As a popular adaptive sports festival moves online out of necessity this year, it sees broad participation from a number of countries as travel is no longer required.
The Angel City Games are taking place virtually this year, as the U.S. continues to grapple with COVID-19 cases and social-distancing restrictions.
Since its founding five years ago, the annual adaptive sports festival for youths and adults with physical disabilities — which typically takes place on the UCLA campus — has hosted thousands of athletes and allies for competitive events in wheelchair basketball and tennis, archery, track and field, swimming, table tennis and sitting volleyball. Organizers have converted what is usually a four-day, in-person event to three weeks of online programming featuring sports clinics, challenges, educational workshops, family socials and concerts.
More than 80 athletes and celebrities are participating as guest speakers or workshop facilitators. The lineup includes 17-time Paralympic medalist Tatyana McFadden, six-time NBA All-Star Pau Gasol and veteran mountaineer Kirstie Ennis. Organizers originally aimed to have six nations represented — as of Aug. 1, more than 640 participants from 11 countries have signed up.
The annual Los Angeles-based competition was founded in 2015 by Clayton Frech, a father whose son, Ezra, was born a congenital amputee and went on to become a track and field athlete. Angel City Games initially began as a two-day event featuring wheelchair basketball and track and field, and has since expanded to become the largest Paralympic-style adaptive sports event on the West Coast. Angel City Sports, the nonprofit born from that first Angel City Games event, offers year-round adaptive sports clinics and equipment rentals.
Camille Mahlknecht, Angel City Sports’ program director, says organizers decided to shift the 2020 Angel City Games online in early March. With the communities they serve usually being high-risk, Mahlknecht says it wasn’t worth the wait to see how the coronavirus pandemic would progress.
“It was so early that there weren’t too many examples to pull from, and so it was just a matter of our team deciding: How can we make an impact to our athletes when so much of what we do is about connection in person, being able to be with someone who’s like you, being outside in the sunshine, getting active?” Mahlknecht says. “When all of those elements are eliminated, how can you still make an impact on the computer?”
After surveying their athletes, Mahlknecht says Angel City Sports staff discovered that most participants lacked the equipment necessary to participate at home and that being together with peers and coaches — even virtually — was the most important thing to them. A partnership with insurance company The Hartford, the sponsor of the 2020 Virtual Games, allowed them to send free workout gear to 450 participants. Expanding the event from four days to three weeks allowed athletes more time and opportunities to reconnect with friends and mentors.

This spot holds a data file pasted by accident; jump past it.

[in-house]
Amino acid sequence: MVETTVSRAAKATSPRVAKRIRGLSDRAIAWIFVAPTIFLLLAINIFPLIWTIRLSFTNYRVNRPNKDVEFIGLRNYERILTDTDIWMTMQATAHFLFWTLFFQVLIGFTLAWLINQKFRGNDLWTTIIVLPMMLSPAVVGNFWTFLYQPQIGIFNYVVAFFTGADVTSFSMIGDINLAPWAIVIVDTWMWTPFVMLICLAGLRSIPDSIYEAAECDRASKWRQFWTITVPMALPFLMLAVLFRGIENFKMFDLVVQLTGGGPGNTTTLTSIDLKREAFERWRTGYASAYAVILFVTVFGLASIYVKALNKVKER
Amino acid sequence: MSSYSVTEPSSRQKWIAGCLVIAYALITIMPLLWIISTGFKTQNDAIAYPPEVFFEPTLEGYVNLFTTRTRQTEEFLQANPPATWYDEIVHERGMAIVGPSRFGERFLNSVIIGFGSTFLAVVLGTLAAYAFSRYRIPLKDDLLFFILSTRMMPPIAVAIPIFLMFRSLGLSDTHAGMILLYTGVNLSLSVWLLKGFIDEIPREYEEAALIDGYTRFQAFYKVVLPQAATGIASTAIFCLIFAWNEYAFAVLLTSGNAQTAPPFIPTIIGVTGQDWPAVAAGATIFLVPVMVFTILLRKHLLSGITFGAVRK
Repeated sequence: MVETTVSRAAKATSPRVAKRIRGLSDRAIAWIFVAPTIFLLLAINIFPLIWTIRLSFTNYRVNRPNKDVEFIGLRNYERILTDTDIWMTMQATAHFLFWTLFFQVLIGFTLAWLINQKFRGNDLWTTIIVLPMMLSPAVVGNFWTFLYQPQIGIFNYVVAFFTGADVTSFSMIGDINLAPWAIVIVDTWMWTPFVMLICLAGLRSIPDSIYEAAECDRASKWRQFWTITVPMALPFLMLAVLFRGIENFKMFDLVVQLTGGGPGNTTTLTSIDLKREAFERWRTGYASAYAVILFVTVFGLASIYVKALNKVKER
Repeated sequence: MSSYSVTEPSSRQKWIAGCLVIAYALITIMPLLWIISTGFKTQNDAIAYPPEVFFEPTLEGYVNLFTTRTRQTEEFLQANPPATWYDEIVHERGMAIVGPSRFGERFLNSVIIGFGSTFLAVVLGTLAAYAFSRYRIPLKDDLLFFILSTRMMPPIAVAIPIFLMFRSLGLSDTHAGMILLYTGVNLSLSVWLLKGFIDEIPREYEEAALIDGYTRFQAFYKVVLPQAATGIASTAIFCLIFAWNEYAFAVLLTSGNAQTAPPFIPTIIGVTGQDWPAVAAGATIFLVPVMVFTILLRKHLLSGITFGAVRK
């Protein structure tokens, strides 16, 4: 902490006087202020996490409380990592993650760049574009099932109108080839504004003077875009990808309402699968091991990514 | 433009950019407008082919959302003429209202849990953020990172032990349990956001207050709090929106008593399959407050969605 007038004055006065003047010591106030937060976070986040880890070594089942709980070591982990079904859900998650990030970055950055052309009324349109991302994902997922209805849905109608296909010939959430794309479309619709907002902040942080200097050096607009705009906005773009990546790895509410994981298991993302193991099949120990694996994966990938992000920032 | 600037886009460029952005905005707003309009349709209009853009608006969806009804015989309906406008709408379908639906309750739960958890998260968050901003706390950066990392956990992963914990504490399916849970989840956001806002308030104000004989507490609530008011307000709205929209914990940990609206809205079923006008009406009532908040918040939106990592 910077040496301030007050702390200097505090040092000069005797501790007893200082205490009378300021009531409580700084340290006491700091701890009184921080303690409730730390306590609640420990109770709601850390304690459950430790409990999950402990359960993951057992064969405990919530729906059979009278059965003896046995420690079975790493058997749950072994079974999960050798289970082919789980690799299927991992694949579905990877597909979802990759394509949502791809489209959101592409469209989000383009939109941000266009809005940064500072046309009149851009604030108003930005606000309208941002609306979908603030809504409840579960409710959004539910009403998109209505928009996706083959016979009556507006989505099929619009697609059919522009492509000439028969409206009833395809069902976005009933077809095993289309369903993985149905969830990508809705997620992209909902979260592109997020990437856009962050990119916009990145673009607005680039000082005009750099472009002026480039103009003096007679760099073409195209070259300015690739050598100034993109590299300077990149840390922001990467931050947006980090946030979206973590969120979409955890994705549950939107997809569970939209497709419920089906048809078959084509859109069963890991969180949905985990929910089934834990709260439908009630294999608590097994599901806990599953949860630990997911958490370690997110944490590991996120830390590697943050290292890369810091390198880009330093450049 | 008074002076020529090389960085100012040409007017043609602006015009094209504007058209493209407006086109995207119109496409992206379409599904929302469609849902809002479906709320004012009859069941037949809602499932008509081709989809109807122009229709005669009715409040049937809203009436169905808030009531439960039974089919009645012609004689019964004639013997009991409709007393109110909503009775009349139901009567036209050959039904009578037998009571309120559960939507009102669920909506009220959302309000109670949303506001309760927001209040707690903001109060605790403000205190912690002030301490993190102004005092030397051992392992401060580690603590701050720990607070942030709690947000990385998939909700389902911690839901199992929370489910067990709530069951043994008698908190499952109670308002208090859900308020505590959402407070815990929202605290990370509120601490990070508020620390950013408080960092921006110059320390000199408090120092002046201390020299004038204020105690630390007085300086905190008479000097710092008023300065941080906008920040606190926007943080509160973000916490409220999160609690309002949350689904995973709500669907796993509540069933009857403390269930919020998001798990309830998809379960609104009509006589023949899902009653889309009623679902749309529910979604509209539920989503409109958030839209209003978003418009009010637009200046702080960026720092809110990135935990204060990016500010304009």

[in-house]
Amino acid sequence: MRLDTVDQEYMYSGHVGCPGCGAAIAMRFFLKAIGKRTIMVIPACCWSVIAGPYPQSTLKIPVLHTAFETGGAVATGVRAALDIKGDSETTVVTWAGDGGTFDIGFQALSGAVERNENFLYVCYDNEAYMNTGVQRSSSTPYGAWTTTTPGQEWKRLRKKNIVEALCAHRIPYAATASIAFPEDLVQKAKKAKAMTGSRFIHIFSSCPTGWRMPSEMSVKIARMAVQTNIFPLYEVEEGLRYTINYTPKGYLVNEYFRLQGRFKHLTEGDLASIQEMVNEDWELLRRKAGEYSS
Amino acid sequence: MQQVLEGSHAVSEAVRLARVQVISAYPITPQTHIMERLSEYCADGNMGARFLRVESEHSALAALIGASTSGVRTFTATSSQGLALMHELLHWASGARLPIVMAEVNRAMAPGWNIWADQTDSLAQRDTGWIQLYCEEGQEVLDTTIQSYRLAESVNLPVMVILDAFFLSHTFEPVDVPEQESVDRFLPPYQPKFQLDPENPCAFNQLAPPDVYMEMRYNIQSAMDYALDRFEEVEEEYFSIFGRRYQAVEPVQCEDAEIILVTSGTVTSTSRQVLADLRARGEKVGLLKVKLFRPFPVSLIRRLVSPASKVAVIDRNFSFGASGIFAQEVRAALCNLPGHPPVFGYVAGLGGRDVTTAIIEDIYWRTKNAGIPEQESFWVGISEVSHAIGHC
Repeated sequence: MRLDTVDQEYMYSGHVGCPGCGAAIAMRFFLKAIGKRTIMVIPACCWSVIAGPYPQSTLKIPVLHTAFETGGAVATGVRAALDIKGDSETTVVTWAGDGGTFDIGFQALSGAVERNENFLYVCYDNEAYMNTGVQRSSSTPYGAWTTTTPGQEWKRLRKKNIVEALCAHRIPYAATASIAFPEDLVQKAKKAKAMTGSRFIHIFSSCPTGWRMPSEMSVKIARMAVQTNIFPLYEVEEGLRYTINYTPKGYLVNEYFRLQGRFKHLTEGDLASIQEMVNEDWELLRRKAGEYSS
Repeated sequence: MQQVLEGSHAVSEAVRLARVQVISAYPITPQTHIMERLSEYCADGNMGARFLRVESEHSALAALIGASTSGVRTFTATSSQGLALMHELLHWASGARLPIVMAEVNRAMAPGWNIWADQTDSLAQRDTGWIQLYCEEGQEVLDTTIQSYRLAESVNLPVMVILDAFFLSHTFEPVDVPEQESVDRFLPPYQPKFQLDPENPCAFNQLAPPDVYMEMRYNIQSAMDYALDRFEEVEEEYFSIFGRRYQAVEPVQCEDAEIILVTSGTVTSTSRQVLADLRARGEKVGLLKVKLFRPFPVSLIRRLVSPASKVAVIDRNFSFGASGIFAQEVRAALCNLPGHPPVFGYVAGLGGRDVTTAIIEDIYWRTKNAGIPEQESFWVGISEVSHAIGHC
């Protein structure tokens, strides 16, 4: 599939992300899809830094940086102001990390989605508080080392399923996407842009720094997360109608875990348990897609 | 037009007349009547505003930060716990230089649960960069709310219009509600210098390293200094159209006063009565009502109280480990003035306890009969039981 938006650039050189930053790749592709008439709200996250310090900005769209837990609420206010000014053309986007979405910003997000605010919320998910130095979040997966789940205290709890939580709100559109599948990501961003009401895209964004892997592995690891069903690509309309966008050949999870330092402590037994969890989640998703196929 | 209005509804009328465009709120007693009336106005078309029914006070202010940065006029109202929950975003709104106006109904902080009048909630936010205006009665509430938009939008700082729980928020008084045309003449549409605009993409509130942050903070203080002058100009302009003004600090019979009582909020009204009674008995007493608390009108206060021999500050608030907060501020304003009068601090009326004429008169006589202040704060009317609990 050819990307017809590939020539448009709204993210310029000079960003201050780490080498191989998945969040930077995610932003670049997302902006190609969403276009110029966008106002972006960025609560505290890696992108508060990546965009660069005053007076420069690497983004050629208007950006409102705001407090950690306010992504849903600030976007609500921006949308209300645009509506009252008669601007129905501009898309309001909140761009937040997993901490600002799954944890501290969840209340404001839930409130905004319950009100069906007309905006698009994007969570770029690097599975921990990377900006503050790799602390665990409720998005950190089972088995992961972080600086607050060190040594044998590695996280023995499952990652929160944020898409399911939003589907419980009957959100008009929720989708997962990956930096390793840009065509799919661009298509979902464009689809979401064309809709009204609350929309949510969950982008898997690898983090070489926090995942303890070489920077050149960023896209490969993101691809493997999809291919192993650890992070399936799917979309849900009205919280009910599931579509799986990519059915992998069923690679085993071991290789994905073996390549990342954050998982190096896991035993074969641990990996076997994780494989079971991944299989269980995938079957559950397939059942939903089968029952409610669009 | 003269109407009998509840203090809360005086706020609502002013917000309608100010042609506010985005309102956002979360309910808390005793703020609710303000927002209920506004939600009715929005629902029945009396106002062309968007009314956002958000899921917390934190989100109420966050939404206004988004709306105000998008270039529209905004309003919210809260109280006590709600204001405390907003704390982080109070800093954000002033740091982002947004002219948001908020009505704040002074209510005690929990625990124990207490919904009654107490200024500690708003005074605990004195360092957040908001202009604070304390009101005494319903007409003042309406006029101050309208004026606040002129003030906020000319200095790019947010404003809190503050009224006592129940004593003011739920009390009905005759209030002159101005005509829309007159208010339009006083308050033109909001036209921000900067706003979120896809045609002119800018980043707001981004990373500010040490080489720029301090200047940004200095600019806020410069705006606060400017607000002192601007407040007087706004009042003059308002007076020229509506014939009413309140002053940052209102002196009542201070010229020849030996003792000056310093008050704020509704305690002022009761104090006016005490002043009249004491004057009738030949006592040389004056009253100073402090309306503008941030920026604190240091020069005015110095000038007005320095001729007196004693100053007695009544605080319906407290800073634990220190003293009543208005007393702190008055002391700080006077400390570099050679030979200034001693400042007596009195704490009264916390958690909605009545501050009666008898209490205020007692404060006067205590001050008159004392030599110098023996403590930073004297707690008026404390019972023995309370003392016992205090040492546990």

Emma Limor has been a volunteer for Angel City Sports for four years and is one of the organizers planning the esports competition. To build their roster, Limor says organizers reached out to adaptive gamers from around the world through social media and Twitch, the popular esports livestreaming platform.
“They’re so cool,” Limor says.“They’re coming up with these inventive, creative ways to engage with esports in a way that, really, nobody else has ever done.”
Despite the circumstances, the online-only format has brought unexpected benefits. Not having to physically travel to Los Angeles eliminated financial barriers for international athletes, and the at-home setting allows parents and siblings, who previously couldn’t attend, to support their athletes from their living rooms. The video platform has also proven to be inviting for younger participants.
“A lot of the time, we feel more comfortable when we’re behind a screen,” Limor says. “Being able to compete from a different angle — not in person, not presenting your physical body — has allowed a lot of younger para athletes to come out of their shell and begin to participate.”
The coronavirus pandemic has disproportionately impacted the disabled community across multiple fronts. For example, people with disabilities are at a higher risk of contracting COVID-19, and they can experience delays in receiving up-to-date public health information due to news sources not being accessible for those with vision, hearing or cognitive disabilities. For adaptive athletes who spent years training to compete, the postponement of the Tokyo 2020 Olympics delivered a devastating emotional blow. And for those with an ambulatory disability, leaving the house for a quick walk to break quarantine’s monotony is not a readily-available luxury.
The isolation required of social distancing can take a significant mental health toll, too, which Mahlknecht says was one of the reasons organizers chose to expand the schedule of the 2020 games. Now, during Angel City Games Zoom calls, group chats buzz with athletes reconnecting with friends whom they haven’t seen since last year’s event.
“Those smiles and those inside jokes that have carried on, even though we’re not at the track, have just been really special,” Mahlknecht says.
For Limor, that sense of community carries an impact that is incalculable.
“It’s not just a sports competition,” Limor says. “It’s also a festival where we all come together and celebrate who we are.”
The 2020 Angel City Games continue from Aug. 3-9 and Aug. 24-30. Registration is open all summer, with pay-what-you-can donations accepted in lieu of a registration fee.